Heading into the season as something of a dark horse, Checa’s remarkable win at the Phillip Island season opener silenced the cynics and prompted suggestions of a title challenge. Though his hopes stalled as the season progressed, with Checa struggling around the faster circuits in particular, he still emerged as the highest-placed Ducati rider, an embarrassment that would contribute to the manufacturer withdrawing its factory support from the Xerox outfit at the end of the year.

Two more wins followed at Imola later in the season though a double at Miller Motorsports Park was cruelly denied by curious technical issues -, lifting Checa to third overall, earmarking him as an early favourite for 2011.

Despite Ducati’s decision to withdraw, it was still very much ‘in contact’ with Althea as the 2011 season started, providing some ‘behind-the-scenes’ experience to ensure the preservation of the good Ducati name.

Ducati needn’t have worried as Checa went on to dominate proceedings throughout the season, winning on 15 occasions for the highest single-season victory total in two decades. Sealing the title by 110 points, the result signalled Checa’s first-ever world championship title, 20 years after making his international debut.

Quite the turnaround for a man that was being written off as recently as two years ago, Checa became hot property, so much so that Ducati, with its tighter purse-strings, very nearly lost its champion to BMW, who swooped in with a tempting offer. In the end, Ducati intervened to retain Checa in the hope that he would become the first rider to win back-to-back WSBK titles since Carl Fogarty in 1999.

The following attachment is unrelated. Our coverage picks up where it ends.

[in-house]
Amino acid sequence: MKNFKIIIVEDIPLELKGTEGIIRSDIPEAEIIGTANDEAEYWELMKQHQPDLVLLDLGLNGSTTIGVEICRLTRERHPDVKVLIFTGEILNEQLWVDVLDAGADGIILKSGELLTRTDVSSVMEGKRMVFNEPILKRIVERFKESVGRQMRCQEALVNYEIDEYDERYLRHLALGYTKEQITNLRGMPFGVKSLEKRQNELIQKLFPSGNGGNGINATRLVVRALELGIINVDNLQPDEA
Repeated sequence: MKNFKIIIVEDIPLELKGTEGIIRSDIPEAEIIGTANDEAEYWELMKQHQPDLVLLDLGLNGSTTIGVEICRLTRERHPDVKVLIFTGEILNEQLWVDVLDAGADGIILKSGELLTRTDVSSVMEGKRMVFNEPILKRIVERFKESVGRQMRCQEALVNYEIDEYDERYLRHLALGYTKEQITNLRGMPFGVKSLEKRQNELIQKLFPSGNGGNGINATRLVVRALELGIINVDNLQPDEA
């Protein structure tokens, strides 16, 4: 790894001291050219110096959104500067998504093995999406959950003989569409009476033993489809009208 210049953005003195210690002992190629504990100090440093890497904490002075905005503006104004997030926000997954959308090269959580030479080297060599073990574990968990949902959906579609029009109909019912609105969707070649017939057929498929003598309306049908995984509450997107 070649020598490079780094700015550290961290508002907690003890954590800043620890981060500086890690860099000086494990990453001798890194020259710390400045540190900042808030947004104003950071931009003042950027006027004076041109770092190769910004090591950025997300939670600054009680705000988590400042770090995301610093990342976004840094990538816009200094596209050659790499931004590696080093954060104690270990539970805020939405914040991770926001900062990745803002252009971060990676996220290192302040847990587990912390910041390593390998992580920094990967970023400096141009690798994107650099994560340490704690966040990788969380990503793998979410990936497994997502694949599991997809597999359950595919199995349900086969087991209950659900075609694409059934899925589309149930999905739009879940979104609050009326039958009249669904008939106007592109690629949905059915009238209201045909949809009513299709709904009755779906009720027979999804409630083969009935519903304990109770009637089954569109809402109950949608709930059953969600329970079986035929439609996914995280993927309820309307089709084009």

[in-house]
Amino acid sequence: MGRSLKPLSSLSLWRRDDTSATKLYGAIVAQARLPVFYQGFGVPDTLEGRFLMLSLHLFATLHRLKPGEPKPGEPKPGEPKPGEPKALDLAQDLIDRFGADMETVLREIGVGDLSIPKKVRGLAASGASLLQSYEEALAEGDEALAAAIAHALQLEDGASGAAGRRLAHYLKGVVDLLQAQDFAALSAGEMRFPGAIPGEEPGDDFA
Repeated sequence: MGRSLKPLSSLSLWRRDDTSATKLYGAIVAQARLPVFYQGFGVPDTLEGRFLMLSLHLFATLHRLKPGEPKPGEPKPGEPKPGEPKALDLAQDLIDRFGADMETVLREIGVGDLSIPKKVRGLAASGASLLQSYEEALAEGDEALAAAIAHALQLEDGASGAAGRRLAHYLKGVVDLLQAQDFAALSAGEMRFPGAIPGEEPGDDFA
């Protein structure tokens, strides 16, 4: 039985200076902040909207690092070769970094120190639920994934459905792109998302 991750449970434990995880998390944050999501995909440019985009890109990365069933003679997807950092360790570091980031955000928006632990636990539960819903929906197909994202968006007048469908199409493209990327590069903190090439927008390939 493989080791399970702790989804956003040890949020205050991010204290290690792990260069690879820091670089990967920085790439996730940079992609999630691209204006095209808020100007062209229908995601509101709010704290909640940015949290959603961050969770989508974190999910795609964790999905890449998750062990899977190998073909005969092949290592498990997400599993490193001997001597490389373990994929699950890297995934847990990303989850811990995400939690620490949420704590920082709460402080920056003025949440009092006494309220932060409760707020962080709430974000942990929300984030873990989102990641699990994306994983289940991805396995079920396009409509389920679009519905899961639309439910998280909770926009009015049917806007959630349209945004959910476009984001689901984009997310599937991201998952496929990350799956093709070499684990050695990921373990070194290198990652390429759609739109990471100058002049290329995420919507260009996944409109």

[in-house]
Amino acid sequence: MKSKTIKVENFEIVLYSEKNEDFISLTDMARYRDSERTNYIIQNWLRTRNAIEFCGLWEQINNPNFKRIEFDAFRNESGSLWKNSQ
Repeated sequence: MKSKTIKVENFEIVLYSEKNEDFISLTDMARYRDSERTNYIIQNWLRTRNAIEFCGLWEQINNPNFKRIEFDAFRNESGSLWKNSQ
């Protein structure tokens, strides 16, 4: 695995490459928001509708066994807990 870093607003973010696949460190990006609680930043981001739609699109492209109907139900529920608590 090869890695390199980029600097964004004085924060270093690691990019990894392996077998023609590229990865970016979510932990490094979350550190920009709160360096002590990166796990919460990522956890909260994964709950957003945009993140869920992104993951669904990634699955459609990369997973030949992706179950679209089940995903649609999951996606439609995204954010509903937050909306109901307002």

It was a quest that began well when Checa reeled off three wins in the opening four races of 2012, but his early dominance flattered to deceive, so when costly errors at Assen (tyre choice), Donington, Miller and Misano (falls) set in, he was already out of title contention by the middle of the season.

Citing the drop in competitiveness on the 6kg weight increase incurred during the off season, which Checa said was forcing him to compensate by pushing the 1098R to the limit (and occasionally beyond), no further wins occurred during the second-half of the season, though podiums would help him recover to fourth overall.

With the ultra-successful, but ageing, 1098R pensioned off for the new season, Checa’s Ducati contract means he will line up on the much vaunted 1199 Panigale for 2013, albeit under the stewardship of Alstare, who will take over from Althea after the latter couldn’t agree new terms.

Career Highlights:

2013: Stays under contract with Ducati to ride the new 1199 Panigale, but switches from Althea to Alstare

2012: World Superbike Championship, Althea Ducati, 4th (4 wins)

2011: World Superbike Championship, Althea Ducati, 1st (15 wins)

2010: World Superbike Championship, Althea Ducati, 3rd (3 wins)

2009: World Superbike Championship, Ten Kate Honda, 7th

2008: World Superbike Championship, Ten Kate Honda, 4th (2 wins)

2007: MotoGP World Championship, LCR Honda, 15th

2006: MotoGP World Championship, Tech 3 Yamaha, 14th

2005: MotoGP World Championship, Marlboro Ducati, 9th

2004: MotoGP World Championship, Fortuna Yamaha, 7th

2003: MotoGP World Championship, Fortuna Yamaha, 7th

2002: MotoGP World Championship, Marlboro Yamaha, 5th

2001: 500cc World Championship, Marlboro Yamaha, 6th

2000: 500cc World Championship, Marlboro Yamaha, 6th

1999: 500cc World Championship, Marlboro Yamaha, 7th

1998: 500cc World Championship, Movistar Pons Honda, 4th (1 win)

1997: 500cc World Championship, Movistar Pons Honda, 8th

1996: 500cc World Championship, Fortuna Pons Honda, 8th (1 win)

1995: 500cc World Championship (5 races), Fortuna Pons Honda, 16th

250cc World Championship (7 races), Fortuna Pons Honda, 13th

1994: 250cc World Championship, Givi Honda, 12th

1993: 250cc World Championship (6 races), Pit Lane Honda, 23rd

125cc World Championship (1 race), Petrocat Honda, 27th